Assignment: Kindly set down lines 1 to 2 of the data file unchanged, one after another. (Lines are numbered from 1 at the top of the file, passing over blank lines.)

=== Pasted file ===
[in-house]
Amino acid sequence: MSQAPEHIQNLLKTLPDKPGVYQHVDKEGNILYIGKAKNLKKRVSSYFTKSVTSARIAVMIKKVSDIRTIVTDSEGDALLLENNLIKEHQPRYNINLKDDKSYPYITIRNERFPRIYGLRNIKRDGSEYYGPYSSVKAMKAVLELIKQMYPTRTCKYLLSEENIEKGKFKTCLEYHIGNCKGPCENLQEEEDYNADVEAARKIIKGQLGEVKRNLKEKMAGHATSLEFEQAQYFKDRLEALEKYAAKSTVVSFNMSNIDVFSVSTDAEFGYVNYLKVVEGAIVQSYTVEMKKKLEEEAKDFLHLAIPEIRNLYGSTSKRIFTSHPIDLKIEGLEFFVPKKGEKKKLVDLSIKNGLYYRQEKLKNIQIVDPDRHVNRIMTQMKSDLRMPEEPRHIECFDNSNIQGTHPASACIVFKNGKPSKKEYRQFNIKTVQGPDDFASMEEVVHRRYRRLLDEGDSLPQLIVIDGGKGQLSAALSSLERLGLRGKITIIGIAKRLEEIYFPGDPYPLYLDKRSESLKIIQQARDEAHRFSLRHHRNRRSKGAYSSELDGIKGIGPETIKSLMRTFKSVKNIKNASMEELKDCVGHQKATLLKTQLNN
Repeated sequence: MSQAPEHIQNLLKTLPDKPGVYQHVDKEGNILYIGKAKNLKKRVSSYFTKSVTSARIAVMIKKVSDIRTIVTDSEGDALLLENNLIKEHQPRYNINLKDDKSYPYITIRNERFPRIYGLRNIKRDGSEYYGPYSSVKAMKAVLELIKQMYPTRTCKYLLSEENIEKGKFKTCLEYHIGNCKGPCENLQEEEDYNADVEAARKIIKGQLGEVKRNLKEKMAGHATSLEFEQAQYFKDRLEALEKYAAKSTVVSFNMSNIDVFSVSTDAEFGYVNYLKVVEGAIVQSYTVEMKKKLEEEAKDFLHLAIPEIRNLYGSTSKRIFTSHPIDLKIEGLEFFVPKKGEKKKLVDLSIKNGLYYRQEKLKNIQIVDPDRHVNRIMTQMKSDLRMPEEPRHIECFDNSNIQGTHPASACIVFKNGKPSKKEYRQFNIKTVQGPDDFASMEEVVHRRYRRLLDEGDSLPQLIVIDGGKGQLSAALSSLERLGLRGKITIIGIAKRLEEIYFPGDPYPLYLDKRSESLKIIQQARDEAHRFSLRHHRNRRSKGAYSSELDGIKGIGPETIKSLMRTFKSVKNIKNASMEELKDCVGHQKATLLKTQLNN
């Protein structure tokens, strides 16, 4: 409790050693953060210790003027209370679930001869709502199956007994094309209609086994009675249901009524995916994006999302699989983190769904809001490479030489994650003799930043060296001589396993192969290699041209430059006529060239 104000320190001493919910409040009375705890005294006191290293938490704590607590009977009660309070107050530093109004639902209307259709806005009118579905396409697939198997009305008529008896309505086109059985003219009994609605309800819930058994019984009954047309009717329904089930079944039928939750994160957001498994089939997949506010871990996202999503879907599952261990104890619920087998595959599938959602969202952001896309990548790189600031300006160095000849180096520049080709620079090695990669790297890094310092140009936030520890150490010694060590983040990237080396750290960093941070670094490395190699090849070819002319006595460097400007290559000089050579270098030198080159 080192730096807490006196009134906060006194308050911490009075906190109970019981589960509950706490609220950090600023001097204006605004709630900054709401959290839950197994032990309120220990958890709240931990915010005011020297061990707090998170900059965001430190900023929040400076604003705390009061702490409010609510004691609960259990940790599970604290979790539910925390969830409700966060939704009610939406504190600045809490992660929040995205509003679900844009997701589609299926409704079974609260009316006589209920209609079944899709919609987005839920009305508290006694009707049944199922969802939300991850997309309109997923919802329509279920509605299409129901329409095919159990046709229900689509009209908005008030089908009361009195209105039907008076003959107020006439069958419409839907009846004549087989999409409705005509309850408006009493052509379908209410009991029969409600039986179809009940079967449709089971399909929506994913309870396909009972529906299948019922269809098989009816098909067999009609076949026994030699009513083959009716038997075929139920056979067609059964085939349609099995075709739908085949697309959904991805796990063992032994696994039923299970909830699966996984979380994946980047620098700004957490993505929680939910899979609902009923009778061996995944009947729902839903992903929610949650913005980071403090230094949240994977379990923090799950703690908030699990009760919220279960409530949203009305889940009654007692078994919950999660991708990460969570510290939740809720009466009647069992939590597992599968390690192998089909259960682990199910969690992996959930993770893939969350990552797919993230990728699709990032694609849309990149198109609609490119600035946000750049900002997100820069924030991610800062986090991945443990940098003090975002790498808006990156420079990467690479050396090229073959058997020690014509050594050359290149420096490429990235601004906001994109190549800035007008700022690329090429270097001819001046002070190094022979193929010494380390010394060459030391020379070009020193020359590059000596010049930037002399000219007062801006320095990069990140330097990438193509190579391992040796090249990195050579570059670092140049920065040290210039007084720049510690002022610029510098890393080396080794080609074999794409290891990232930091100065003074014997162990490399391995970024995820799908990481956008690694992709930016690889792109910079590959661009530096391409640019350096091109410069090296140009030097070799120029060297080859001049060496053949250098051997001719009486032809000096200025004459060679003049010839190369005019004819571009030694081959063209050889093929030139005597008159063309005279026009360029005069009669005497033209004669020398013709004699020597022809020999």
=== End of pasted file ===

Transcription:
[in-house]
Amino acid sequence: MSQAPEHIQNLLKTLPDKPGVYQHVDKEGNILYIGKAKNLKKRVSSYFTKSVTSARIAVMIKKVSDIRTIVTDSEGDALLLENNLIKEHQPRYNINLKDDKSYPYITIRNERFPRIYGLRNIKRDGSEYYGPYSSVKAMKAVLELIKQMYPTRTCKYLLSEENIEKGKFKTCLEYHIGNCKGPCENLQEEEDYNADVEAARKIIKGQLGEVKRNLKEKMAGHATSLEFEQAQYFKDRLEALEKYAAKSTVVSFNMSNIDVFSVSTDAEFGYVNYLKVVEGAIVQSYTVEMKKKLEEEAKDFLHLAIPEIRNLYGSTSKRIFTSHPIDLKIEGLEFFVPKKGEKKKLVDLSIKNGLYYRQEKLKNIQIVDPDRHVNRIMTQMKSDLRMPEEPRHIECFDNSNIQGTHPASACIVFKNGKPSKKEYRQFNIKTVQGPDDFASMEEVVHRRYRRLLDEGDSLPQLIVIDGGKGQLSAALSSLERLGLRGKITIIGIAKRLEEIYFPGDPYPLYLDKRSESLKIIQQARDEAHRFSLRHHRNRRSKGAYSSELDGIKGIGPETIKSLMRTFKSVKNIKNASMEELKDCVGHQKATLLKTQLNN